Part 2 of Millennials, “The Greatest Generation” and Direct Marketing. Time magazine recently profiled as the “Me Me Me” generation and described on the cover as “lazy, entitled narcissists who still live with their parents.” Here are ways that these assumptions might be off base, and how marketers can reach this new generation.
Millennials are responding in adaptionary/evolutionary way to technology. A recent experiment,“One Laptop per Child,” delivered tablet computers to Ethiopian villages – with no instructions or teachers, and with preloaded programs. The results were staggering, but reflect what we already know about the technology the Millennial generation has grown accustomed to. Read an excerpt from the study:
- Earlier this year, OLPC workers dropped off closed boxes containing the tablets, taped shut, with no instruction. “I thought the kids would play with the boxes. Within four minutes, one kid not only opened the box, found the on-off switch … powered it up. Within five days, they were using 47 apps per child, per day. Within two weeks, they were singing ABC songs in the village, and within five months, they had hacked Android,” Negroponte said. “Some idiot in our organization or in the Media Lab had disabled the camera, and they figured out the camera, and had hacked Android.”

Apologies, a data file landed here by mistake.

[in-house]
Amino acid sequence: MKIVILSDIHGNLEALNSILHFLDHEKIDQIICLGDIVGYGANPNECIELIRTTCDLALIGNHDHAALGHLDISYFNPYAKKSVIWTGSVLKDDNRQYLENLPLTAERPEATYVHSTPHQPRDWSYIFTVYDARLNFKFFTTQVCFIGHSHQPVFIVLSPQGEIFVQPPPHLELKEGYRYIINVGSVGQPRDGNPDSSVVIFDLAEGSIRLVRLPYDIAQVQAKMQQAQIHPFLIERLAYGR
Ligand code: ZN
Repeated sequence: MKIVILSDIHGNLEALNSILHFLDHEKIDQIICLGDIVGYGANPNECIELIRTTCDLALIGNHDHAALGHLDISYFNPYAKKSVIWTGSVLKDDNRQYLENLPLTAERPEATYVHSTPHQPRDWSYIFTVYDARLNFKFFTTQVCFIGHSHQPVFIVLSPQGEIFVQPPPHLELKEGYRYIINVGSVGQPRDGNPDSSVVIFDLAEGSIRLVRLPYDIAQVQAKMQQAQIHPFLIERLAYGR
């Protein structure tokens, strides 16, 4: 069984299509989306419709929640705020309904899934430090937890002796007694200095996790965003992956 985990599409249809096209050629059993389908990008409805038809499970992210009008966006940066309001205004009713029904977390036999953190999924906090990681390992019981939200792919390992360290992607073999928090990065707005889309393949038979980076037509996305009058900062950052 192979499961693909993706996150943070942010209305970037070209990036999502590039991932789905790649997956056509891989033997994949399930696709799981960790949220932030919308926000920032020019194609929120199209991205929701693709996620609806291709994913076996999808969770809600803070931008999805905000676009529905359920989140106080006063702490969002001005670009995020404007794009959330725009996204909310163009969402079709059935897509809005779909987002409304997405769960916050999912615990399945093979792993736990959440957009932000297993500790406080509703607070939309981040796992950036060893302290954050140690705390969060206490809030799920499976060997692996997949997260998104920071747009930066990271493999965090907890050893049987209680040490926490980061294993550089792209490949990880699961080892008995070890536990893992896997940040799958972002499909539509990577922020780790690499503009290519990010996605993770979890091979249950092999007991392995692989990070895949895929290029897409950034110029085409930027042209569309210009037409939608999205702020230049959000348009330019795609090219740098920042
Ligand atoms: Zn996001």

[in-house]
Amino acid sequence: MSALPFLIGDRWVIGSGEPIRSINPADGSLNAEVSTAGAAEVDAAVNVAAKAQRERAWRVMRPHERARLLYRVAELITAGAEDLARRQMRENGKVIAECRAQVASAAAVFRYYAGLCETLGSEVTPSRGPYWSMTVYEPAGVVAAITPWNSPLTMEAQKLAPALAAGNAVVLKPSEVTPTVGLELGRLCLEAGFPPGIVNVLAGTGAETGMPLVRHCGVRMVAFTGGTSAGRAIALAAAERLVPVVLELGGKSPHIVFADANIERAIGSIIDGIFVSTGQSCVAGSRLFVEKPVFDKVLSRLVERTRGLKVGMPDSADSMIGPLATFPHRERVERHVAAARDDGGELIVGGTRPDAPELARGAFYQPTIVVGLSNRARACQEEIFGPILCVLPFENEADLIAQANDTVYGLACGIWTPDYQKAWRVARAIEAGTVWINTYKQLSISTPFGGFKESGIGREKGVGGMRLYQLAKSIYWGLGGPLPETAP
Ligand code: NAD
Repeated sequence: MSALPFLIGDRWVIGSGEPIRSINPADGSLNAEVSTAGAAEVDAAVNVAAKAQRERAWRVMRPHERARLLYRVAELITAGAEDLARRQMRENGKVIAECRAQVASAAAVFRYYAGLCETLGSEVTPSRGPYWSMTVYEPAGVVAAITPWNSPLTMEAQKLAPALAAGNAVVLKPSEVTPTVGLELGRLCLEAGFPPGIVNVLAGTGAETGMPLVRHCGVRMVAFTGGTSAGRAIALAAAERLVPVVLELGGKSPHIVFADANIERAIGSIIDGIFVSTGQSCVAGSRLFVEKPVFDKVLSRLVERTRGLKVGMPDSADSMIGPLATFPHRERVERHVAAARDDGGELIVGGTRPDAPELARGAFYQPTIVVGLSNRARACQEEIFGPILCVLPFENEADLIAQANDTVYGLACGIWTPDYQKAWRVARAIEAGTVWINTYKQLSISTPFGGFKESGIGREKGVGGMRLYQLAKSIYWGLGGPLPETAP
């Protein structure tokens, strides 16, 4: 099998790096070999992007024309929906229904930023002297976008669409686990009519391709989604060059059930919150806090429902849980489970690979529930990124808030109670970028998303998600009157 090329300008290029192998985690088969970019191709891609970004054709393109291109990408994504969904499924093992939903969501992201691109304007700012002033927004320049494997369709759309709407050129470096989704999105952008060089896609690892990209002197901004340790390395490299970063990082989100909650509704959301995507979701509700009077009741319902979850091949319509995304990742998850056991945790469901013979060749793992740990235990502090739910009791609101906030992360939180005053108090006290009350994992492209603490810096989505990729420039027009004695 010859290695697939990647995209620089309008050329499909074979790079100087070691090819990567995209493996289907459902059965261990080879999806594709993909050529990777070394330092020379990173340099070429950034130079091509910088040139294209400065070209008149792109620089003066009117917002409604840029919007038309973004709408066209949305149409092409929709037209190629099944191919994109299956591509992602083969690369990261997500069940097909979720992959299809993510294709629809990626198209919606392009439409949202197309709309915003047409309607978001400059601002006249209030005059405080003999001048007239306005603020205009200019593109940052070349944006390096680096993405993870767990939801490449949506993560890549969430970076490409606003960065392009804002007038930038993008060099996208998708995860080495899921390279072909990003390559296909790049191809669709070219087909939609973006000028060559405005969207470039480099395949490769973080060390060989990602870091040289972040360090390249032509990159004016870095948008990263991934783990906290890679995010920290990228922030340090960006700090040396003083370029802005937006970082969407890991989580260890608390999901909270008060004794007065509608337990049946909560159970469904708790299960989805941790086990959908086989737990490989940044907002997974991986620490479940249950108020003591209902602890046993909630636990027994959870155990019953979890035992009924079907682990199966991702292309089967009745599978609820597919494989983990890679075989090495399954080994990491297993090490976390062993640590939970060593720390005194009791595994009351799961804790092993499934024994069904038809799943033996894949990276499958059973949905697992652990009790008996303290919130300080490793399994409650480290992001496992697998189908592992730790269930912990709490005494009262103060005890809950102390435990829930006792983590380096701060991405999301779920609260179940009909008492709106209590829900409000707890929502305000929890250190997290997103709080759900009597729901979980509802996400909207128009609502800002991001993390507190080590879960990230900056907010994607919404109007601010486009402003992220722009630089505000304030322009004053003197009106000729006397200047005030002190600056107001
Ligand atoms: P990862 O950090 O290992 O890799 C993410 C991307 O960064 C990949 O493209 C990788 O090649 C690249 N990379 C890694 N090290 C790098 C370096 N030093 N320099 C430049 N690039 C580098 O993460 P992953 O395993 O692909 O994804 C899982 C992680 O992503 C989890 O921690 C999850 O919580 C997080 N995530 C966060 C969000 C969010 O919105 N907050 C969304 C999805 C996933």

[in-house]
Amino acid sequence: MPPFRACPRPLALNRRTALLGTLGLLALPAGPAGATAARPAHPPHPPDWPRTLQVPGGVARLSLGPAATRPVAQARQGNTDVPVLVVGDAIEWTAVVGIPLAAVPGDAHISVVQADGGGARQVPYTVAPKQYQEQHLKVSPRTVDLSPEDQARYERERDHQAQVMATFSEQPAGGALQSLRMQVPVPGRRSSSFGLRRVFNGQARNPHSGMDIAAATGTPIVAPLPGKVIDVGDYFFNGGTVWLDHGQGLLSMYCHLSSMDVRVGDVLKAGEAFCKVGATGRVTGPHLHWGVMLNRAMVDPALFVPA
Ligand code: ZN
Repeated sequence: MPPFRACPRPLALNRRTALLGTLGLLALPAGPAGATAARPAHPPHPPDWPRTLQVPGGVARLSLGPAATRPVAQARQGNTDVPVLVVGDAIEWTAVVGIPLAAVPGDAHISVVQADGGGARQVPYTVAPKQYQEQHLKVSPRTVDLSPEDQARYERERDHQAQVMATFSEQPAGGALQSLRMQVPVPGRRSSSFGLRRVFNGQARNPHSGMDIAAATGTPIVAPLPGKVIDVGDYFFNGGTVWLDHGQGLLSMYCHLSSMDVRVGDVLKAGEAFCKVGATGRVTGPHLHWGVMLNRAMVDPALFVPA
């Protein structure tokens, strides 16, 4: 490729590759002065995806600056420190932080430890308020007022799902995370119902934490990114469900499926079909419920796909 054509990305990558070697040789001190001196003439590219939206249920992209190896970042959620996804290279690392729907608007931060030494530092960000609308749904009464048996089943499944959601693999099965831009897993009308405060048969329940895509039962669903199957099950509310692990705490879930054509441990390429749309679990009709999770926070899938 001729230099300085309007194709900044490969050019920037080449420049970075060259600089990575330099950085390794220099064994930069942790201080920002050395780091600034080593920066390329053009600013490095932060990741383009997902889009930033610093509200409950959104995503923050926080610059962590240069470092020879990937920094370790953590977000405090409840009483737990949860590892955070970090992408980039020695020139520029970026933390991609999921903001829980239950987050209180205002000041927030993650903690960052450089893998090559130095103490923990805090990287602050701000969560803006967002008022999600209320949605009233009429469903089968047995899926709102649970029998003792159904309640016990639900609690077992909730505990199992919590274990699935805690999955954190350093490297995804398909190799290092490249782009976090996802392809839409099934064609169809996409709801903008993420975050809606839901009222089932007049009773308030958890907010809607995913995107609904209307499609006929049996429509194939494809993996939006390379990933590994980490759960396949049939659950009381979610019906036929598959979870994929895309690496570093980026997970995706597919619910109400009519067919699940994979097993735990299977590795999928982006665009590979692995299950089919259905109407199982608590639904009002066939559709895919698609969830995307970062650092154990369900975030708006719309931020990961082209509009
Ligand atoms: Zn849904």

I cite this example not to parallel children in an Ethiopian village to the Millennials discussed in Time’s article, but moreso to point out that technology has gotten so user-friendly, that younger generations can be portrayed as lazy, where they may, in fact, be quicker problem solvers and efficient.
The use of social networks is a shining example of this phenomenon, where collaboration between teams and organizations will be an expectation of doing business for the Millennials. That being said, a collaborative approach to social media is imperative within businesses, as well as when trying to use social media as a marketing vehicle for your business. Additionally, since social media is becoming more and more of a mobile activity, marketers are charged with reaching Millennials on their smartphones and tablets. This compounded with “second-screening” and interactions through console gaming devices make the marketer’s job challenging.
A key fact to remember in all marketing campaigns is that the Millennial is born into a “social” technology world – one that is inherently multichannel, and seamlessly so. Most of all, marketers must adapt to the new generation of customers the same way they have adapted to the rapid technological changes that have occurred in their short lifetimes so far.
Article written by Matt Haskell.
Read the full article here.